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  1. #1
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    Question Friend need some help in understanding ISFP actions!

    :confused:Guys,

    I am quite frankly biased in favor of not being close emotionally to ISFP's as I have stated before, but I have a friend who has a 19 yr. old son, who is profoundly upset at him right now.

    Can you possibly assist in understanding what is happening?

    The scenario is this...son has lived with him for past 10 years, since parents divorced. He did the best he could with him and treated him very well and took care of him physically very well. (From my viewpoint, the only thing I think he did, that was not in his son's best interest, is that he did too much for him and is now paying dearly for it.)

    About 1 year ago the son started changing on him and didn't seem to be too interested in school or anything else. He has always been a loner, no real friends and generally likes weightlifting, boxing and animals, as would be expected. He does not do well at school. Son has never been a tidy person but he just threw things like banana peels and food on the floor and wouldn't even pick them up. He wanted to keep his pets, but wouldn't clean up after them and just allowed his birds to fly all over the house, along with the assoc. mess they caused. He would then lie to his father about doing this. He also had some strange habit of covering the house's motion detector alarms with tissue paper, saying that there was some kind of radiation emanating from them. (don't even ask me about that notion...just too strange to me). He also would unplug the garage door opener all the time. (No clue what he was tryign to "say" by doing this)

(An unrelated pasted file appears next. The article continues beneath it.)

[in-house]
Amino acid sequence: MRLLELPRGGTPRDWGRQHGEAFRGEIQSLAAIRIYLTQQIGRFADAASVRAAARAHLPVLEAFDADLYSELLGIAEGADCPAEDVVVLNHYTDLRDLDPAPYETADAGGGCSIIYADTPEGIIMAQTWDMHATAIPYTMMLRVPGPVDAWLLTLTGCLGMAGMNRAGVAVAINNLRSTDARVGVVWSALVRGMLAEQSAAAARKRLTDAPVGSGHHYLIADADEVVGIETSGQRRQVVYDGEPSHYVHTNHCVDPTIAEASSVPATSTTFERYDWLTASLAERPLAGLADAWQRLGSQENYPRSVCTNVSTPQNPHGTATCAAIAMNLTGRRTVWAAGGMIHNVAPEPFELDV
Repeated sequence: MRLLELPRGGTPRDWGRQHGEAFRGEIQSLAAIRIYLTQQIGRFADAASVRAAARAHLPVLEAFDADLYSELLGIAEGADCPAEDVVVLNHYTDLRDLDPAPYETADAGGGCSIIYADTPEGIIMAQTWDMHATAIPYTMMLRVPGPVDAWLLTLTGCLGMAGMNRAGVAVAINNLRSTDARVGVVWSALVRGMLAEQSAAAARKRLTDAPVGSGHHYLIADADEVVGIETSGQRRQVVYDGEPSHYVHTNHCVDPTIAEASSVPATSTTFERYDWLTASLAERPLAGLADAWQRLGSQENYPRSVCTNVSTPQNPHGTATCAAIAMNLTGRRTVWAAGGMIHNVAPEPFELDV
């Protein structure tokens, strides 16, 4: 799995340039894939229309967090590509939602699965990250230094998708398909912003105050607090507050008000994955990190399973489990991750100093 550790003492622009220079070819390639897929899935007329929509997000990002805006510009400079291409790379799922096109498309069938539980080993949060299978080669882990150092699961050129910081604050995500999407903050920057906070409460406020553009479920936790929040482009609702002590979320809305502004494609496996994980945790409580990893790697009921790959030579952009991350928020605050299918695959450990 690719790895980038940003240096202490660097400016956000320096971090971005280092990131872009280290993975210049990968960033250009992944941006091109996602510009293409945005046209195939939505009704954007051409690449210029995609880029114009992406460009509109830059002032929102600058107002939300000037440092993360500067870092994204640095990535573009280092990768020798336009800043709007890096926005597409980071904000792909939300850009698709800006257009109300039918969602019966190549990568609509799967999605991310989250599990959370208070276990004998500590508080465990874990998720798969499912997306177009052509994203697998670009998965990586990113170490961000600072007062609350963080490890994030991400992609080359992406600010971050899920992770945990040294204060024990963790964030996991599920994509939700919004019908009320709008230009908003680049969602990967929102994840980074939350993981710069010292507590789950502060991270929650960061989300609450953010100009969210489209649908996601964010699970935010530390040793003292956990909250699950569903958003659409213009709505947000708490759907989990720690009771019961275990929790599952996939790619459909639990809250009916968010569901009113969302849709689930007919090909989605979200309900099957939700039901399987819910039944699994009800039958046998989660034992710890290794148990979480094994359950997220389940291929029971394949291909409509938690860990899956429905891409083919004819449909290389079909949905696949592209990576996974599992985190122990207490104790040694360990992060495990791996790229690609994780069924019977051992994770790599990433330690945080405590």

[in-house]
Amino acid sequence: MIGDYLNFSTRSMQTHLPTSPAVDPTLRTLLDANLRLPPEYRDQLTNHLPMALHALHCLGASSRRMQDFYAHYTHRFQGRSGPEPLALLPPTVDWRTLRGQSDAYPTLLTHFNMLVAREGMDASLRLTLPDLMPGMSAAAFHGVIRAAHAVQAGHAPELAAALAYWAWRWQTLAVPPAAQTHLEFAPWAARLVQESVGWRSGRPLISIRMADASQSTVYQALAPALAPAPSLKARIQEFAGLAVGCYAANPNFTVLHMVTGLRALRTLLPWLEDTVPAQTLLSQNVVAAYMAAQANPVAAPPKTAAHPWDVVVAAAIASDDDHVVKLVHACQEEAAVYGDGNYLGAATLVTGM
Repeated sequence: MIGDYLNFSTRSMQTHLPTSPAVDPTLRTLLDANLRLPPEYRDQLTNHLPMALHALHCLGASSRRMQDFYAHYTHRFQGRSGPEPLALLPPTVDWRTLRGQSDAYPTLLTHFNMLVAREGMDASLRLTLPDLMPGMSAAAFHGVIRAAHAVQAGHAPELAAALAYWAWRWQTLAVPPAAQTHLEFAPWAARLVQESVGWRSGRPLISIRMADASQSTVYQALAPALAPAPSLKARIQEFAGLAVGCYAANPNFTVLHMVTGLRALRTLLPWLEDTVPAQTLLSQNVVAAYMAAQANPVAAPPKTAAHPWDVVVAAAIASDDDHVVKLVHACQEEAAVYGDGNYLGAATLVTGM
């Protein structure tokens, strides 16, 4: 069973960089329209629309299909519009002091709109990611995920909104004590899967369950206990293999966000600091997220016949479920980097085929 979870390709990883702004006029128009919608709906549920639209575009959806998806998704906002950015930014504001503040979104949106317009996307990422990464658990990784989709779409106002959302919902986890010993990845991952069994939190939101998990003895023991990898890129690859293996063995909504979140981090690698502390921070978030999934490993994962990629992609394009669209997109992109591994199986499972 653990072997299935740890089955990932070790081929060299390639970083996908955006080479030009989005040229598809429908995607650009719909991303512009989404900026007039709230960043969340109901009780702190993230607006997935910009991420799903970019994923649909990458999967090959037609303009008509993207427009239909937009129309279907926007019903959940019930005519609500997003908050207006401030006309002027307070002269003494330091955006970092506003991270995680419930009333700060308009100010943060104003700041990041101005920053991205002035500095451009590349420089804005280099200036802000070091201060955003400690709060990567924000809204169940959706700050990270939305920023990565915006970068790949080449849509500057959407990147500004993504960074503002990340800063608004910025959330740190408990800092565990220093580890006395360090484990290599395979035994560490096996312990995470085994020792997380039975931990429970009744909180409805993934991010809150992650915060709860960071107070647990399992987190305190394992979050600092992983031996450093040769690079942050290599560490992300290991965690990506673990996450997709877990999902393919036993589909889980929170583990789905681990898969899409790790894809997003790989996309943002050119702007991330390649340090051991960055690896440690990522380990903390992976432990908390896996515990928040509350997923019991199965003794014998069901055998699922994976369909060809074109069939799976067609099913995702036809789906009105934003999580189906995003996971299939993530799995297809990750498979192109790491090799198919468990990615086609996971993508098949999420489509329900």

Anyway, it came to a head recently and finally sent his son packing to his mom's house about an hour away. Dad is very distraught. He has tried talking to his son and all he gets is a "yeah" or "no"...very familiar patterns to what I have had to deal with at times from certain others. I mentioned MBTI and told him that his son was almost certainly an ISFP. I further explained the tendencies of this type. It helped him somewhat but now he is so frustrated about what his son is doing and his disrespectful attitude and unwillingness to say anythign about his behavior, that we are both in a quandry.

    I don't wish to say anything else to dad, bec. I know I have a bias about this type due to my own history with them. With that being said, can you guys begin to speculate on what is going on? i gotta tell you, I feel for the dad in the situation. He is a good man and doesn't deserve what is happening, but I have no clue as to why this seems to happen so much. He needs some meaningful communication with his son, but I don't think he will get it.

    If any of you would like to put your 2 cents in here, please do so.